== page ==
1975, founded in Washington, D.C. as the Metropolitan Community Temple Mishpocheh.
1976, host the First International Conference of Gay & Lesbian Jews, convened in response to the UN resolution equating Zionism with racism. The emerging synagogues start this conference as a regular forum for communications and mutual support.
1978, elect our first Board of Directors, begin holding weekly services, and move to the first of a series of rented spaces.
1979, obtain our first Torah – a Holocaust Scroll, on permanent loan from the Westminster Synagogue in London. This scroll belonged to the small, 500-year old Jewish community of Dolni Kounice (Kanitz), in the former Czechoslovakia. This community was destroyed by the Nazis in 1940.
1980, adopt the name Bet Mishpachah – House of Family.
1980, co-found the World Congress of Gay & Lesbian Jews at the Third International Conference of Gay & Lesbian Jews, in San Francisco.
1985, host the Ninth International Conference of the World Congress of Gay & Lesbian Jews.
1991, engage our first part-time rabbi, Bob Saks.
1991, celebrate the purchase of our second Torah scroll. Written in 1917 in Tzarist Russia, it was never mounted on Eitzim Chayim or used by a congregation until we acquired it. Build a new Ark to house our Torah scrolls. The doors of the ark are hand-carved by one of our members and feature a magen david with a lambda in the center.
1991, publish our own Shabbat and festival prayer book, Shavat va-Yinafash (Rest and Be Renewed), in Hebrew and English; the text is gender-neutral in reference to God and gender-inclusive with respect to people. Several other congregations from around the country have chosen to use our siddur for their services.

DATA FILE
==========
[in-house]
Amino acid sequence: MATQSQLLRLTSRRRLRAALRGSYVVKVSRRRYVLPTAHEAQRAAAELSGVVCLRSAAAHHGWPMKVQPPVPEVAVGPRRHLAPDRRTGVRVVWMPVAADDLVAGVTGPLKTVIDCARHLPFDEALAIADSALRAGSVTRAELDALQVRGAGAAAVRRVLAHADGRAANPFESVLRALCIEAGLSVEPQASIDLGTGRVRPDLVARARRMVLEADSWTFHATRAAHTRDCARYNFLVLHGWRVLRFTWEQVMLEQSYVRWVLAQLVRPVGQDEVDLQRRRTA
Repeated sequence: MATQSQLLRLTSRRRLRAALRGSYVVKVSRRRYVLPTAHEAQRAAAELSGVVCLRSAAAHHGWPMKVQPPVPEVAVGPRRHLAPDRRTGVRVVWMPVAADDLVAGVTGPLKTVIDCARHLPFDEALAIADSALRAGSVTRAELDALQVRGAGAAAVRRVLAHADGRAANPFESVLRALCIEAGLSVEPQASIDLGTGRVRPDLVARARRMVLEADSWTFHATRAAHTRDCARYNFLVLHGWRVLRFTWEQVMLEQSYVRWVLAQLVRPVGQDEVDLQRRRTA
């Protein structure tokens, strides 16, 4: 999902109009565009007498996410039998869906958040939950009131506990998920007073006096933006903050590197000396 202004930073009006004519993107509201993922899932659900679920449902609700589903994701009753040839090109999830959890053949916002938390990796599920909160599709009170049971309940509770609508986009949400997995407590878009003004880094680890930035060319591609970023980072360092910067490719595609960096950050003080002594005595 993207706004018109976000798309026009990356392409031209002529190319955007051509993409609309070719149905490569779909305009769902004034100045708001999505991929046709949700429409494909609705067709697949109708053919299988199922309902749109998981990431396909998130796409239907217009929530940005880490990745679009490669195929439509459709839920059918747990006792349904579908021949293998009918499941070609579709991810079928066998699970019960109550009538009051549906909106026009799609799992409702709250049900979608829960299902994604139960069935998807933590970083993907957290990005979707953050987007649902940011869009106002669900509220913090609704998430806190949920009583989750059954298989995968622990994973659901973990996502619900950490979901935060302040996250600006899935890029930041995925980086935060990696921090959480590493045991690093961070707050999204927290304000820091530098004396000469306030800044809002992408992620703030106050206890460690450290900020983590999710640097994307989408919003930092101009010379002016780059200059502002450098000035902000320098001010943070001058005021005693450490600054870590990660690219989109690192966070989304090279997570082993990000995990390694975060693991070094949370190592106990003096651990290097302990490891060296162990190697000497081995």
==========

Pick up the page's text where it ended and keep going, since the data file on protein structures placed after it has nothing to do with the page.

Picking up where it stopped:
1992, produce T’filot Nachumim (Prayers of Consolation for a House of Mourning) for use during shiva minyans and memorial services.
1993, a member of the congregation designs and crafts the “Burning Bush” which sits on top of the Ark and serves as our Ner Tamid (Eternal Light)
1997, the historic District of Columbia Jewish Community Center is our new home.
1998, dedicate new “everyday” mantles for our two Torah scrolls. The mantles, designed by a local Judaica artist, feature a rainbow motif and are inscribed with the quotation from Genesis 9:13, "When I see the rainbow, I will remember My covenant."
1998, complete our own five volume High Holy Day machzor, Chadeish Yameinu ("Renew Our Days"), with liturgy for each of the High Holy Day services.
1998, host the Eighth Eastern Regional Conference of the World Congress of GLBT Jews.
2000, engage a second part-time rabbi, Leila Gal Berner. Rabbi Berner is with the congregation through 2004.
2000, dedicate new High Holy Day Torah mantles and Ark curtain. Both are designed by the artist who created our “everyday” mantles. The new mantles are cream colored and trimmed in antique silver and gold braiding. The curtain is sheer with a hand-embroidered, open golden gate design. The mantles and the curtain are inscribed with the phrase, “Hashiveinu Adonai eilecha, v’nashuva” ("Turn us to You, O God, and we shall return” ).
2004, a pair of sterling silver rimonim (Torah finials) is donated to the congregation for our “Russian” Torah scroll.
2009, Rabbi Bob Saks, our guide for eighteen (chai) years, retires in July 2009 and becomes our rabbi emeritus.
2009, engage our new rabbi, Toby Manewith. She serves the congregation through 2012.
2010, receive Mautner Project Healing Works Award.
2011, celebrate our 36th (Double Chai) Anniversary with a Gala Concert at the Washington DC JCC.
2013, engage our new rabbi, Laurie Green and a program coordinator, Sharon Greenbaum